The Locust Economy
I was picking the brain of a restauranteur for insight into things like Groupon. He confirmed what we all understand in the abstract: that these deals are terrible for the businesses that offer them; that they draw in nomadic deal hunters from a vast surrounding region who are unlikely to ever return; that most deal-hunters carefully ensure that they spend just the deal amount or slightly more; that a badly designed offer can bankrupt a small business.
He added one little factoid I did not know: offering a Groupon deal is by now so strongly associated with a desperate, dying restaurant that professional food critics tend to write off any restaurant that offers one without even trying it. [more inside]
posted by the man of twists and turns
on Apr 11, 2013 -
In Praise of Leisure
- "Imagine a world in which most people worked only 15 hours a week. They would be paid as much as, or even more than, they now are, because the fruits of their labor would be distributed more evenly across society. Leisure would occupy far more of their waking hours than work. It was exactly this prospect that John Maynard Keynes conjured up in a little essay published in 1930 called 'Economic Possibilities for Our Grandchildren
.' Its thesis was simple. As technological progress made possible an increase in the output of goods per hour worked, people would have to work less and less to satisfy their needs, until in the end they would have to work hardly at all... He thought this condition might be reached in about 100 years — that is, by 2030." (via
) [more inside]
posted by kliuless
on Jun 22, 2012 -
Right Wing astroturfing
A non-scientific analysis of the patterns in forum board discussions on a variety of topics. The gist: discussions of issues in which there's money at stake (like climate change
, public health
and corporate tax
avoidance) are often characterised by amazing levels of abuse and disruption by rightwing libertarians who are pro-corporate, anti-tax, anti-regulation. Discussions of issues in which there's little money at stake tend to be a lot more civilised than debates about issues where companies stand to lose or gain billions.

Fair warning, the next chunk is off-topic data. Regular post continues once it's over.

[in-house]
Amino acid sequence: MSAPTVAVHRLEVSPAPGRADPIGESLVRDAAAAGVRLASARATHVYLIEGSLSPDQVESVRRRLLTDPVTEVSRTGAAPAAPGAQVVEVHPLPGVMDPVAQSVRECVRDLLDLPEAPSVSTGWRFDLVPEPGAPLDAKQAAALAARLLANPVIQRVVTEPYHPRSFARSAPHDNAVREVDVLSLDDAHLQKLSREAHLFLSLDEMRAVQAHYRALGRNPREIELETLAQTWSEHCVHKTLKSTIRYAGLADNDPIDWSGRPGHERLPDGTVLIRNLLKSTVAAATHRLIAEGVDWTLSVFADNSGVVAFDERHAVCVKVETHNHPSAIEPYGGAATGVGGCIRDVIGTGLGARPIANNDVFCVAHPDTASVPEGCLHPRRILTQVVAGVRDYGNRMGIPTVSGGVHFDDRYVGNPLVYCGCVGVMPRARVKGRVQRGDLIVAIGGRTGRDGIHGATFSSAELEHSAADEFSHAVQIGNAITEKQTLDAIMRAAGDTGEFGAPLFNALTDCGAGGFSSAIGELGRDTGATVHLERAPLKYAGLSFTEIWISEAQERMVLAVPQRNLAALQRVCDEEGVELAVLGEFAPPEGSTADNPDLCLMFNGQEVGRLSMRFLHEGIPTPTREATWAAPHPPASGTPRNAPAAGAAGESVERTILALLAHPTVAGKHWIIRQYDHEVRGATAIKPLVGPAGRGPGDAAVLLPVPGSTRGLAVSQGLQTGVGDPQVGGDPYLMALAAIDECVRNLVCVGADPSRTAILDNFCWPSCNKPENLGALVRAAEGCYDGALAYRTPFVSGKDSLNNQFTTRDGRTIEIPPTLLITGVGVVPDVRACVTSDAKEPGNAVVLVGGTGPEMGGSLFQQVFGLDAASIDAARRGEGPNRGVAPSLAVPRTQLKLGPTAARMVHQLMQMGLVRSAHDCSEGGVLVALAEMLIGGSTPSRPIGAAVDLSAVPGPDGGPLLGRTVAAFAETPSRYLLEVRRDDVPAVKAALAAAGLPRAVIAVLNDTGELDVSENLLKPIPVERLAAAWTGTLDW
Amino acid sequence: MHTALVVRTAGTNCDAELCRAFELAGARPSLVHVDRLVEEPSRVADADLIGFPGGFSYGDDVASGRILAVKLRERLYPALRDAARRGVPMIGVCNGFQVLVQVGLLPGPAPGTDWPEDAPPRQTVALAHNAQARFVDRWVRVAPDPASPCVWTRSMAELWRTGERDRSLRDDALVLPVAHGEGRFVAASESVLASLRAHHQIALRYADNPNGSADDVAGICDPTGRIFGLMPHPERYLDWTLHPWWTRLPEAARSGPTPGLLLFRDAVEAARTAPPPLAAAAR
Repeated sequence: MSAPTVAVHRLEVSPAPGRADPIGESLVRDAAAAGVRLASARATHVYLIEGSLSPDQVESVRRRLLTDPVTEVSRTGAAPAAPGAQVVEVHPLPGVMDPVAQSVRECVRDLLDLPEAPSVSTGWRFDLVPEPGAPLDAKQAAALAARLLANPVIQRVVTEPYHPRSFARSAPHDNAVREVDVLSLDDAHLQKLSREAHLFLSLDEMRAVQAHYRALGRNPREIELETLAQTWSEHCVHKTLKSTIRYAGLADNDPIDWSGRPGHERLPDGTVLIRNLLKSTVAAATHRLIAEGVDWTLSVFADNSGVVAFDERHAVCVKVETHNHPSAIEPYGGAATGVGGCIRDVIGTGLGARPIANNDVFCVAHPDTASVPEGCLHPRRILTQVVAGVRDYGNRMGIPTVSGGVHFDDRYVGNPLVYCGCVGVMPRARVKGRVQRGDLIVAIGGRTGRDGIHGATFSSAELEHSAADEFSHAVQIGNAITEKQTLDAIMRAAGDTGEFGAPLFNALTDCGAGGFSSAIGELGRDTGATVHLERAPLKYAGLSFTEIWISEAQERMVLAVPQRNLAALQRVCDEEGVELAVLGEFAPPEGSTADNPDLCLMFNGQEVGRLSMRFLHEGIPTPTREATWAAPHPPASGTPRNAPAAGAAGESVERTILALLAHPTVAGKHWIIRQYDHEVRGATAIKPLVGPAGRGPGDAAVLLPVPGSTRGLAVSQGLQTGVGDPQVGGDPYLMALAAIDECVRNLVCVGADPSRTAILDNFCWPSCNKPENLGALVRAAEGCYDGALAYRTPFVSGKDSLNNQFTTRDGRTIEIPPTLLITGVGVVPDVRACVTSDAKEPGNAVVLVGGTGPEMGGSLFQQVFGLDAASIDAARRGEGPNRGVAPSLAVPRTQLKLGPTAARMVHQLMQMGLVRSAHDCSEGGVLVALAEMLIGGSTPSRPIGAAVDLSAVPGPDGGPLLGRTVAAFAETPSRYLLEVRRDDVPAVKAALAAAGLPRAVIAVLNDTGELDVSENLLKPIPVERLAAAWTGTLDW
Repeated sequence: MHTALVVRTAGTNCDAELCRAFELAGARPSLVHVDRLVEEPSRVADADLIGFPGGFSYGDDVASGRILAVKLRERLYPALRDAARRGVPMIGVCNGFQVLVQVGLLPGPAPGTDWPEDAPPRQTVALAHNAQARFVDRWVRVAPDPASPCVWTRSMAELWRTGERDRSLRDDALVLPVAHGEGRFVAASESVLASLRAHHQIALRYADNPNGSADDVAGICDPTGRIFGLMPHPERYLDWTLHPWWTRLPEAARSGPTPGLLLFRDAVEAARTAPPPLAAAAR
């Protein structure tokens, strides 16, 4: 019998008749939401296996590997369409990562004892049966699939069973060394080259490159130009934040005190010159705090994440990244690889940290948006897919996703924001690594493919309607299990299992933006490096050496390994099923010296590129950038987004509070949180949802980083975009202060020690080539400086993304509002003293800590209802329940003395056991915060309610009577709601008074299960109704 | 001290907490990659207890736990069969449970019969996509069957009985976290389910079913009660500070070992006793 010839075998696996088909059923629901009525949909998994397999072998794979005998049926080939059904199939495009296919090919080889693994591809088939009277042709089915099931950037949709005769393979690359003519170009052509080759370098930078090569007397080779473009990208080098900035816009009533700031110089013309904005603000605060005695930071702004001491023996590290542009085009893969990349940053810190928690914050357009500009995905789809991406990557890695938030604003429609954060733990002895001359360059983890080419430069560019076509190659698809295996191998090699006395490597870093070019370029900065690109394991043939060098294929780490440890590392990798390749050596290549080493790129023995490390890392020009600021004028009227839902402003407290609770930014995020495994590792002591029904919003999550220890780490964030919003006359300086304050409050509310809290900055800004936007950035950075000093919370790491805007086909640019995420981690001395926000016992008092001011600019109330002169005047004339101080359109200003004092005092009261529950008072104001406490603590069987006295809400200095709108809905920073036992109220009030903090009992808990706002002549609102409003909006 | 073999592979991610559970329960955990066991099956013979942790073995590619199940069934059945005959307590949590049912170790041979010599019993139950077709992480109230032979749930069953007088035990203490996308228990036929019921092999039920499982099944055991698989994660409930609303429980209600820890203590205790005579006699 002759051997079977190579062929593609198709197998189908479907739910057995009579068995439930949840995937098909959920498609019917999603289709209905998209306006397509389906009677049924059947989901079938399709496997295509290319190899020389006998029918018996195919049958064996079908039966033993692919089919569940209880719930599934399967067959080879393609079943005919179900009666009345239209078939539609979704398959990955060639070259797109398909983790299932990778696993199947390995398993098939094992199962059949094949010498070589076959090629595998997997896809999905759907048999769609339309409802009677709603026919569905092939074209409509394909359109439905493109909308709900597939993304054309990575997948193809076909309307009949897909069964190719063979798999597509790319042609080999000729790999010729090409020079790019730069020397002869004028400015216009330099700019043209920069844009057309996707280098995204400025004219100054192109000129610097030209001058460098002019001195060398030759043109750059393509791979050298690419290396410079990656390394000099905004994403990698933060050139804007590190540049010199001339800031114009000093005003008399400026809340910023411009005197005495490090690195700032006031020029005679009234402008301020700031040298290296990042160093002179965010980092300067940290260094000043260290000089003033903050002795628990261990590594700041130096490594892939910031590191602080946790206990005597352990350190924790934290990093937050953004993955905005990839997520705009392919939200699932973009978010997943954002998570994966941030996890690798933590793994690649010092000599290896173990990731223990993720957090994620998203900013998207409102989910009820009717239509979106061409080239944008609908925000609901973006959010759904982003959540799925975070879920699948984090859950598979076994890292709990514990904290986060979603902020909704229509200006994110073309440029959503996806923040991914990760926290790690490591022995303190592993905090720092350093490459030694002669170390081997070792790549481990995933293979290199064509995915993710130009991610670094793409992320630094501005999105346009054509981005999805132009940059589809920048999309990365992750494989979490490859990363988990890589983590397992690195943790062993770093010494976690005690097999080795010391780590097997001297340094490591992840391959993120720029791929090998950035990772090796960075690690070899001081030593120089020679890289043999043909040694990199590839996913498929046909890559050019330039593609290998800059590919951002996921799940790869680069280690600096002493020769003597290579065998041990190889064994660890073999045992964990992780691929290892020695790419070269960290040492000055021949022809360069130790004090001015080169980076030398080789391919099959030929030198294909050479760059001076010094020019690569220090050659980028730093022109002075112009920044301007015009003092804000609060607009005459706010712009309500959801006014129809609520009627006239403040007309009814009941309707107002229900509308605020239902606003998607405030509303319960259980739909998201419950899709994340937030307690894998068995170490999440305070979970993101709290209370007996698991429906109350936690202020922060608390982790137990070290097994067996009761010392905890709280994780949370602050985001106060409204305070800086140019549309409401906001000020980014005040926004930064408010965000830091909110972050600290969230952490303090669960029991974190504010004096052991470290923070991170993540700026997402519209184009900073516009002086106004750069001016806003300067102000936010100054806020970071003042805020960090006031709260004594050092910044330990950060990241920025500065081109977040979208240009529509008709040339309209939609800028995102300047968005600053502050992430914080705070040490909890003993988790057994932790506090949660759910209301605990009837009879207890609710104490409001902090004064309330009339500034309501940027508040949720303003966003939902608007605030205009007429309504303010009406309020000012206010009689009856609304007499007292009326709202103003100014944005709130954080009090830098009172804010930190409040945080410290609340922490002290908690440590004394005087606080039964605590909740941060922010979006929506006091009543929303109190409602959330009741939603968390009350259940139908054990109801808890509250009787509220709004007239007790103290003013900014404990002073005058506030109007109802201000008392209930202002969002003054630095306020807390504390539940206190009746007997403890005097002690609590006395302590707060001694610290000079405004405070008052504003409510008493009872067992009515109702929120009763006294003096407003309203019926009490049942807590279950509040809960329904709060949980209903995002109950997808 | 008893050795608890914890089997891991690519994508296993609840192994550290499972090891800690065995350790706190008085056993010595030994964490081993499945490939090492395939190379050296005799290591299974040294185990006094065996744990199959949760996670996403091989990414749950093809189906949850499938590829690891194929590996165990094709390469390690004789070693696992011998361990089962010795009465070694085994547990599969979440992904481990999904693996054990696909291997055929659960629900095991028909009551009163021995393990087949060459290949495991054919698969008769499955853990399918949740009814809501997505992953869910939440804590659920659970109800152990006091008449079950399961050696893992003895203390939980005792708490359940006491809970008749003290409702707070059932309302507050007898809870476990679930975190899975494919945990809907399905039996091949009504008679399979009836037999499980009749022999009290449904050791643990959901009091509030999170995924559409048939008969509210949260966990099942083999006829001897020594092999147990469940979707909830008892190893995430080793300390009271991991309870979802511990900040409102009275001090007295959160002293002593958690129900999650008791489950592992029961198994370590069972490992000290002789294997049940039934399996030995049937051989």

posted by novenator
on Dec 20, 2010 -
Shared social responsibility
- When customers could pay what they wanted in the knowledge that half of that would go to charity, sales and profits went through the roof ... Gneezy describes the combination of charitable donations and paying what you like as 'shared social responsibility', where businesses and customers work together for the public good.
) [also see 1
posted by kliuless
on Jul 28, 2010 -
US income distribution moves towards 3rd world profile?
- US Census Bureau
data on growing family income inequality, 1947 to 2001. Also see: The
(for a graphic depiction of current US wealth distribution).
"The most egalitarian countries have a Gini index in the 20s. European
countries like Germany, Austria, Belgium, Hungary, Poland, Norway, and Sweden all fall in that
range, according to World Bank figures. Canada and Australia are just over 30. The United States
is around 40...Once inequality reaches 50 percent, disparities become glaringly obvious, to the
point where they undermine a society's sense of unity and common purpose....Sierra Leone takes
the prize. At 63 percent, it offers the world's most extreme example of inequality."
By multiple measures, income
in the US is rapidly increasing, and a substantial percentage of middle class Americans may be gradually sliding into poverty.
posted by troutfishing
on Jan 15, 2003 -